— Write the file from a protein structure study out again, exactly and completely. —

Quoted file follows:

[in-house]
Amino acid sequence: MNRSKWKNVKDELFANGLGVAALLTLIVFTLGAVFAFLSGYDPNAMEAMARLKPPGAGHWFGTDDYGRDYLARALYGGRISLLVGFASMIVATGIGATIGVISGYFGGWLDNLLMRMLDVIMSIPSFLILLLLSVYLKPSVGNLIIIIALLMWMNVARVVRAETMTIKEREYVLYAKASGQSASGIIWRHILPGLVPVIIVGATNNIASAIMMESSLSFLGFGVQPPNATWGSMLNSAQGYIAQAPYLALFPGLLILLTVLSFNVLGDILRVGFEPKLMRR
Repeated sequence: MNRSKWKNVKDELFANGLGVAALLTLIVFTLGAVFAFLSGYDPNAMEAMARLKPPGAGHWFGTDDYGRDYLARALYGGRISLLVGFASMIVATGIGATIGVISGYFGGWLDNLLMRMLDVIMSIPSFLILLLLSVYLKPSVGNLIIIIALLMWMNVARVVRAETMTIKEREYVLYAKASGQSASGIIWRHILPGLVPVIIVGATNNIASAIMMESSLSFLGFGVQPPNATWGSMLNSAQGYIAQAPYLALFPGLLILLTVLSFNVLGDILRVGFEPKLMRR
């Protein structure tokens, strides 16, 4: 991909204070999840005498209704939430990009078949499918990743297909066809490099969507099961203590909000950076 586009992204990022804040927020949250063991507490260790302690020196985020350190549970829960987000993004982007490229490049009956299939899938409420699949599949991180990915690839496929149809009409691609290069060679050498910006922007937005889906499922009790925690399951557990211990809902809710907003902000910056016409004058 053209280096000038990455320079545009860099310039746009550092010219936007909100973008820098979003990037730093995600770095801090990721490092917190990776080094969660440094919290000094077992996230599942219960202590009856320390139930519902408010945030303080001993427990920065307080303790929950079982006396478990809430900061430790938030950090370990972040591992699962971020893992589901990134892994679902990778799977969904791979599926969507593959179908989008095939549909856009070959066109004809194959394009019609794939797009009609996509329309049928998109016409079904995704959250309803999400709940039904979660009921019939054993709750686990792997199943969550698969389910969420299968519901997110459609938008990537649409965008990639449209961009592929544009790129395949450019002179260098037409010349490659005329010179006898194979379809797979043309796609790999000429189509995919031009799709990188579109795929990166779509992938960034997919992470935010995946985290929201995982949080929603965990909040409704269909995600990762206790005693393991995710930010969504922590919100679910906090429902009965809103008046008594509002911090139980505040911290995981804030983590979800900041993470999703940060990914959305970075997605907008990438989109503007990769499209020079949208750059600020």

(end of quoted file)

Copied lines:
[in-house]
Amino acid sequence: MNRSKWKNVKDELFANGLGVAALLTLIVFTLGAVFAFLSGYDPNAMEAMARLKPPGAGHWFGTDDYGRDYLARALYGGRISLLVGFASMIVATGIGATIGVISGYFGGWLDNLLMRMLDVIMSIPSFLILLLLSVYLKPSVGNLIIIIALLMWMNVARVVRAETMTIKEREYVLYAKASGQSASGIIWRHILPGLVPVIIVGATNNIASAIMMESSLSFLGFGVQPPNATWGSMLNSAQGYIAQAPYLALFPGLLILLTVLSFNVLGDILRVGFEPKLMRR
Repeated sequence: MNRSKWKNVKDELFANGLGVAALLTLIVFTLGAVFAFLSGYDPNAMEAMARLKPPGAGHWFGTDDYGRDYLARALYGGRISLLVGFASMIVATGIGATIGVISGYFGGWLDNLLMRMLDVIMSIPSFLILLLLSVYLKPSVGNLIIIIALLMWMNVARVVRAETMTIKEREYVLYAKASGQSASGIIWRHILPGLVPVIIVGATNNIASAIMMESSLSFLGFGVQPPNATWGSMLNSAQGYIAQAPYLALFPGLLILLTVLSFNVLGDILRVGFEPKLMRR
């Protein structure tokens, strides 16, 4: 991909204070999840005498209704939430990009078949499918990743297909066809490099969507099961203590909000950076 586009992204990022804040927020949250063991507490260790302690020196985020350190549970829960987000993004982007490229490049009956299939899938409420699949599949991180990915690839496929149809009409691609290069060679050498910006922007937005889906499922009790925690399951557990211990809902809710907003902000910056016409004058 053209280096000038990455320079545009860099310039746009550092010219936007909100973008820098979003990037730093995600770095801090990721490092917190990776080094969660440094919290000094077992996230599942219960202590009856320390139930519902408010945030303080001993427990920065307080303790929950079982006396478990809430900061430790938030950090370990972040591992699962971020893992589901990134892994679902990778799977969904791979599926969507593959179908989008095939549909856009070959066109004809194959394009019609794939797009009609996509329309049928998109016409079904995704959250309803999400709940039904979660009921019939054993709750686990792997199943969550698969389910969420299968519901997110459609938008990537649409965008990639449209961009592929544009790129395949450019002179260098037409010349490659005329010179006898194979379809797979043309796609790999000429189509995919031009799709990188579109795929990166779509992938960034997919992470935010995946985290929201995982949080929603965990909040409704269909995600990762206790005693393991995710930010969504922590919100679910906090429902009965809103008046008594509002911090139980505040911290995981804030983590979800900041993470999703940060990914959305970075997605907008990438989109503007990769499209020079949208750059600020």